Best Jobs and How to Decide

“What do I want to be when I grow up?”

Whether you’re trying to decide that as a high school or college student, during a midlife “there must be more” crisis, or after a layoff, divorce or other life upheaval, this is an important and difficult question.

One source of data for consideration comes from CNN.com:
Best Jobs in America

You’ll also want to ask yourself:
What do I want out of life?

and:
What am I best at?

As you work through all of that, be sure to have conversation partners who can help you with reality check and creative thinking – both are important in the process and are enhanced through dialogue with other perspectives.

Let us know how we can help.

GROW

This is a useful acronym for a basic process of coaching. You can use this with yourself, in a group where you are a member, and in coaching others.

Goal – What is the desired future state toward which you wish to move?

Reality Check – What is currently going on? What are the feelings, thoughts, actions that brought you to this present, and are keeping you here? What strengths and deficits are part of that picture.

Options for steps forward – What can I/You/We do to move from our present reality to our preferred future? What else? And what else? This is the brainstorming session of the process, where there are no silly, dumb or bad ideas. The more we limit ourselves during this phase, the less our prospect of reaching our goal with success and significance.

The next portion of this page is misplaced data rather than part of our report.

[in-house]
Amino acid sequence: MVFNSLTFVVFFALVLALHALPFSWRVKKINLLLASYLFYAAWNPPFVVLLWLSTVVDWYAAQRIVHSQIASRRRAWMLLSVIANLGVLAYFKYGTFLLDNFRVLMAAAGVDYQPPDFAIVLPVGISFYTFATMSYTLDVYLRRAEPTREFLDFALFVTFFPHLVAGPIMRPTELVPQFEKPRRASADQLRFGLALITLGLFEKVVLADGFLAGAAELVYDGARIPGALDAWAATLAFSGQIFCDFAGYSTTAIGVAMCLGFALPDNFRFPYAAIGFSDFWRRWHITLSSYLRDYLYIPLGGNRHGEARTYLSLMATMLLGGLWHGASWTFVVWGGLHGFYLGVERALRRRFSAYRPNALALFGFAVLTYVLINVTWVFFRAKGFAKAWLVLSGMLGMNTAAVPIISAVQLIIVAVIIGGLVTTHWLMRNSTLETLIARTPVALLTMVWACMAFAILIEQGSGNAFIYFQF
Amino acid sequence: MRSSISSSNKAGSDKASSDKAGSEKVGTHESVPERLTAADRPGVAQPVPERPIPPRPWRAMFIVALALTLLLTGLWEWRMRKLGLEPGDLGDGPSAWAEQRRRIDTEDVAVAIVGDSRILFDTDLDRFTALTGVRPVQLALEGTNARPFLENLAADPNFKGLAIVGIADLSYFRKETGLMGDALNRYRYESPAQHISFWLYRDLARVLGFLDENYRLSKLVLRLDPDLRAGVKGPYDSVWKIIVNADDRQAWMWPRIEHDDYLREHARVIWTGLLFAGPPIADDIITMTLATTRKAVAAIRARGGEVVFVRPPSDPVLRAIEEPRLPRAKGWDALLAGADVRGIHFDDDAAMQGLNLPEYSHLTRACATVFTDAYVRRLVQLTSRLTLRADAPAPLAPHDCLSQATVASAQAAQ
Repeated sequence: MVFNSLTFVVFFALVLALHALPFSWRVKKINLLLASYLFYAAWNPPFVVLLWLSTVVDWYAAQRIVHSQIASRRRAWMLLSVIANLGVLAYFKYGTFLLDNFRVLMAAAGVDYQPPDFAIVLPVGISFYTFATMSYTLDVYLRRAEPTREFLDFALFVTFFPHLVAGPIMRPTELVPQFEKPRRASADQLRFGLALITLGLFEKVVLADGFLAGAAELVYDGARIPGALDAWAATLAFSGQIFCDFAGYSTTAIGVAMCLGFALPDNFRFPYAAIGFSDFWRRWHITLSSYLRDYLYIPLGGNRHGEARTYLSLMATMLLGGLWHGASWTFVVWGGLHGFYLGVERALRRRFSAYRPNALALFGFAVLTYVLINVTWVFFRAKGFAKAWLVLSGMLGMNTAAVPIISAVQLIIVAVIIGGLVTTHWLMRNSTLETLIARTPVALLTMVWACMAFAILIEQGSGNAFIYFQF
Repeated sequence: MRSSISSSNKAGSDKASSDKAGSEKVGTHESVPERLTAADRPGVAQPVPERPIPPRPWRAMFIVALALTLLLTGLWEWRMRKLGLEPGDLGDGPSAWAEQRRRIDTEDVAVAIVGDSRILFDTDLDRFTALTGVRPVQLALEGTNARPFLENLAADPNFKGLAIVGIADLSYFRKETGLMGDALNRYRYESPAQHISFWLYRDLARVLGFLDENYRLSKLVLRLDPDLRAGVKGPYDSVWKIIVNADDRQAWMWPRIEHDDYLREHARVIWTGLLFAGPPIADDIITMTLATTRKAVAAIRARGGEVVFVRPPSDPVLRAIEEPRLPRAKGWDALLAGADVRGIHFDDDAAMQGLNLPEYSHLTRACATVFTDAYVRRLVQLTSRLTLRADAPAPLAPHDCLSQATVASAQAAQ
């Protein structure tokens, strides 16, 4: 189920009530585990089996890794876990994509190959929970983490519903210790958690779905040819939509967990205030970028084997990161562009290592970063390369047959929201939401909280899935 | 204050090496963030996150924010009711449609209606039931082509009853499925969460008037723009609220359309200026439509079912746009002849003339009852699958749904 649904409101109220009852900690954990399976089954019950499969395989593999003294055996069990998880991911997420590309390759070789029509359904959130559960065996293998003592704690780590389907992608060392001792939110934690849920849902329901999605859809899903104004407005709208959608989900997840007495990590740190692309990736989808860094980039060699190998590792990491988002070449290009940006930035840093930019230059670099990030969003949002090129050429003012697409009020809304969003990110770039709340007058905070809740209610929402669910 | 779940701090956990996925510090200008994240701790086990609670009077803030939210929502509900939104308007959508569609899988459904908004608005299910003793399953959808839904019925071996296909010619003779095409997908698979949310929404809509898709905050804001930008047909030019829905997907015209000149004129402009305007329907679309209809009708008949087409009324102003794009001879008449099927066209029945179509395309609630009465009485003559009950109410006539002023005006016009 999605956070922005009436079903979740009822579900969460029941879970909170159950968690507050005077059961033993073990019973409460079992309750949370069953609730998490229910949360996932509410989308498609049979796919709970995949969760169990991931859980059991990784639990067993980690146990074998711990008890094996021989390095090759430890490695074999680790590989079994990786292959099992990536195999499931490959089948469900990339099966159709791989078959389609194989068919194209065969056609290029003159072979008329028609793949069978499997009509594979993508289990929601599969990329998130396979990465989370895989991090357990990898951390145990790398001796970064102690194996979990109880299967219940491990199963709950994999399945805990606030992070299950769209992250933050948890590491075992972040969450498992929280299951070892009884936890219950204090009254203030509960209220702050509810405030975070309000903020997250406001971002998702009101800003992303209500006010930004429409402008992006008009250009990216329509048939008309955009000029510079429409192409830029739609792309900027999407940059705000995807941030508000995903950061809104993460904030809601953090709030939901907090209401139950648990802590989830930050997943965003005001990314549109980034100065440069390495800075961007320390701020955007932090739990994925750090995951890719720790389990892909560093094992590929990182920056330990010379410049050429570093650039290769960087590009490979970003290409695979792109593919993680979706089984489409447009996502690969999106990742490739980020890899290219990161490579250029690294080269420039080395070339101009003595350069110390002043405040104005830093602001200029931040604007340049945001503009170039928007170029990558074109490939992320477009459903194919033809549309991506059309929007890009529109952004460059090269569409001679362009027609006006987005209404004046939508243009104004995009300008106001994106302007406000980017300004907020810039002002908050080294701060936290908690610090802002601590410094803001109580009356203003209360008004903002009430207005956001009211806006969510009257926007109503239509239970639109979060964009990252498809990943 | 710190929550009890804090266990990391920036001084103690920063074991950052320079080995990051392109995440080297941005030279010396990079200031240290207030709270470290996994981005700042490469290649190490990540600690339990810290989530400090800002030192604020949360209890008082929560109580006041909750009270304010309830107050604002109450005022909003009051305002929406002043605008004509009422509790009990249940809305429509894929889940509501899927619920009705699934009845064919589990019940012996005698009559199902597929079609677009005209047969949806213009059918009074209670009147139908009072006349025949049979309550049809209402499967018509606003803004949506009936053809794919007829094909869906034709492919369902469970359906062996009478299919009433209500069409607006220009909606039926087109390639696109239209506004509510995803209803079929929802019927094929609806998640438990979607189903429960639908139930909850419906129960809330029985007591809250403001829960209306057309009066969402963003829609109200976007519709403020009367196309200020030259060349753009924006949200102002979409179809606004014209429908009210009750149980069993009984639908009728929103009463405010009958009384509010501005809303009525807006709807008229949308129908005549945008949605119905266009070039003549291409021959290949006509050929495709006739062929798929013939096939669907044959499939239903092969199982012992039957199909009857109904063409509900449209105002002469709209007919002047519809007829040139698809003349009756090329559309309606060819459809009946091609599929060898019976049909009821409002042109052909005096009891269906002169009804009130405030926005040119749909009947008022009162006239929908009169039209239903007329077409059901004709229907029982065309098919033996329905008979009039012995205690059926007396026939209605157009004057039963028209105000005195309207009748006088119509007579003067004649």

Will – “What will I do?” This is the place where I choose a path forward, from all the options identified above. Between “Options” and “Will” critical evaluations and discernment will be made. We also recognize that trial and error, failure and trying again are critical to the process of development.

Collaborative work space

How much difference does it make where you work? The environment, space layout, sound, visual cues? The social interactions? The commute? The inspirations or distractions? The tools and resources?

I’ve just joined a new coworking collaborative – The Grove Dallas, a new ad-venture growing from The Grove New Haven. This has been described as the next stage of evolution from the home office and the coffee shop office. A great alternative model is the likes of Union – which is an intentional community formed from the base of a purpose built coffee shop.